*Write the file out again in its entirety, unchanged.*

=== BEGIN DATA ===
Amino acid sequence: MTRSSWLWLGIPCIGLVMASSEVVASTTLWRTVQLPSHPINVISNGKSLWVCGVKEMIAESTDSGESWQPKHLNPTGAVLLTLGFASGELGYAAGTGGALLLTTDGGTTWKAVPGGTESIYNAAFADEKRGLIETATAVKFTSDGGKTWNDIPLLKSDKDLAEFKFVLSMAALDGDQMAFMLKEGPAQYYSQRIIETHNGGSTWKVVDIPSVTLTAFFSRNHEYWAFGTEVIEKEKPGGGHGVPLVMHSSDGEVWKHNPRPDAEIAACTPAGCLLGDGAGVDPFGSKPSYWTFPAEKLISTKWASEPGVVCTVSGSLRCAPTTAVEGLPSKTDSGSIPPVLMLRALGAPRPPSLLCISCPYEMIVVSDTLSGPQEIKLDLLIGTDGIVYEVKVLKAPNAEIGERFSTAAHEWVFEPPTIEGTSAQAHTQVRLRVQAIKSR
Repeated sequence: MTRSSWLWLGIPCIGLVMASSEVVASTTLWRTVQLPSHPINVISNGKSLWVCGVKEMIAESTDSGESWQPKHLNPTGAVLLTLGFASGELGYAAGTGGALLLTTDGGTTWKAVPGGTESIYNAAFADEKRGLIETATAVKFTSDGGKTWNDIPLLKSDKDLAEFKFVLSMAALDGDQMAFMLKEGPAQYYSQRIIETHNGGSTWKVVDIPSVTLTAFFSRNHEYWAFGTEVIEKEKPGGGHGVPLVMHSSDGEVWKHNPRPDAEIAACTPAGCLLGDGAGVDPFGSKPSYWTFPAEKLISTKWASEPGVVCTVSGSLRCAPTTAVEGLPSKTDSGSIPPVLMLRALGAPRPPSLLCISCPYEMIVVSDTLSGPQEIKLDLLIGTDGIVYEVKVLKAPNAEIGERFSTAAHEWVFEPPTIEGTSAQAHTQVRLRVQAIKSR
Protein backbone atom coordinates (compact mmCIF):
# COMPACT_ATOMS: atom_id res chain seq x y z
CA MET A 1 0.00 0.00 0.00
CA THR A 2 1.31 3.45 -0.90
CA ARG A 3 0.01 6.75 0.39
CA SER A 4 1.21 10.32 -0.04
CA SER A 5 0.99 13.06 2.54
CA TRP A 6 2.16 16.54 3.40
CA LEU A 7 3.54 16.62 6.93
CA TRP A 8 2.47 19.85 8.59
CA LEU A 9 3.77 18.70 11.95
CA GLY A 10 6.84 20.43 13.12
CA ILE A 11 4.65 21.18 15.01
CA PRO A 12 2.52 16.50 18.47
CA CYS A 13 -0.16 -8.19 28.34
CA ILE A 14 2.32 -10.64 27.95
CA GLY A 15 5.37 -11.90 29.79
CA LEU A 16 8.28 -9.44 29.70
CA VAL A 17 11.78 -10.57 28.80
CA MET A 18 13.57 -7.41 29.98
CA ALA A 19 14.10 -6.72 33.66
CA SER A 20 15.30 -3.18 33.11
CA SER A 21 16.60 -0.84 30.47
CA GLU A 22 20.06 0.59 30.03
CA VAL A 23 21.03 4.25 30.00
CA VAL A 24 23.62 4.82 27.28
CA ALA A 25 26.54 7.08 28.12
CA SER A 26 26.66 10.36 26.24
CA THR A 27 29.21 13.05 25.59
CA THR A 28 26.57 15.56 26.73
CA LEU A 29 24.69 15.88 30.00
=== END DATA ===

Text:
Amino acid sequence: MTRSSWLWLGIPCIGLVMASSEVVASTTLWRTVQLPSHPINVISNGKSLWVCGVKEMIAESTDSGESWQPKHLNPTGAVLLTLGFASGELGYAAGTGGALLLTTDGGTTWKAVPGGTESIYNAAFADEKRGLIETATAVKFTSDGGKTWNDIPLLKSDKDLAEFKFVLSMAALDGDQMAFMLKEGPAQYYSQRIIETHNGGSTWKVVDIPSVTLTAFFSRNHEYWAFGTEVIEKEKPGGGHGVPLVMHSSDGEVWKHNPRPDAEIAACTPAGCLLGDGAGVDPFGSKPSYWTFPAEKLISTKWASEPGVVCTVSGSLRCAPTTAVEGLPSKTDSGSIPPVLMLRALGAPRPPSLLCISCPYEMIVVSDTLSGPQEIKLDLLIGTDGIVYEVKVLKAPNAEIGERFSTAAHEWVFEPPTIEGTSAQAHTQVRLRVQAIKSR
Repeated sequence: MTRSSWLWLGIPCIGLVMASSEVVASTTLWRTVQLPSHPINVISNGKSLWVCGVKEMIAESTDSGESWQPKHLNPTGAVLLTLGFASGELGYAAGTGGALLLTTDGGTTWKAVPGGTESIYNAAFADEKRGLIETATAVKFTSDGGKTWNDIPLLKSDKDLAEFKFVLSMAALDGDQMAFMLKEGPAQYYSQRIIETHNGGSTWKVVDIPSVTLTAFFSRNHEYWAFGTEVIEKEKPGGGHGVPLVMHSSDGEVWKHNPRPDAEIAACTPAGCLLGDGAGVDPFGSKPSYWTFPAEKLISTKWASEPGVVCTVSGSLRCAPTTAVEGLPSKTDSGSIPPVLMLRALGAPRPPSLLCISCPYEMIVVSDTLSGPQEIKLDLLIGTDGIVYEVKVLKAPNAEIGERFSTAAHEWVFEPPTIEGTSAQAHTQVRLRVQAIKSR
Protein backbone atom coordinates (compact mmCIF):
# COMPACT_ATOMS: atom_id res chain seq x y z
CA MET A 1 0.00 0.00 0.00
CA THR A 2 1.31 3.45 -0.90
CA ARG A 3 0.01 6.75 0.39
CA SER A 4 1.21 10.32 -0.04
CA SER A 5 0.99 13.06 2.54
CA TRP A 6 2.16 16.54 3.40
CA LEU A 7 3.54 16.62 6.93
CA TRP A 8 2.47 19.85 8.59
CA LEU A 9 3.77 18.70 11.95
CA GLY A 10 6.84 20.43 13.12
CA ILE A 11 4.65 21.18 15.01
CA PRO A 12 2.52 16.50 18.47
CA CYS A 13 -0.16 -8.19 28.34
CA ILE A 14 2.32 -10.64 27.95
CA GLY A 15 5.37 -11.90 29.79
CA LEU A 16 8.28 -9.44 29.70
CA VAL A 17 11.78 -10.57 28.80
CA MET A 18 13.57 -7.41 29.98
CA ALA A 19 14.10 -6.72 33.66
CA SER A 20 15.30 -3.18 33.11
CA SER A 21 16.60 -0.84 30.47
CA GLU A 22 20.06 0.59 30.03
CA VAL A 23 21.03 4.25 30.00
CA VAL A 24 23.62 4.82 27.28
CA ALA A 25 26.54 7.08 28.12
CA SER A 26 26.66 10.36 26.24
CA THR A 27 29.21 13.05 25.59
CA THR A 28 26.57 15.56 26.73
CA LEU A 29 24.69 15.88 30.00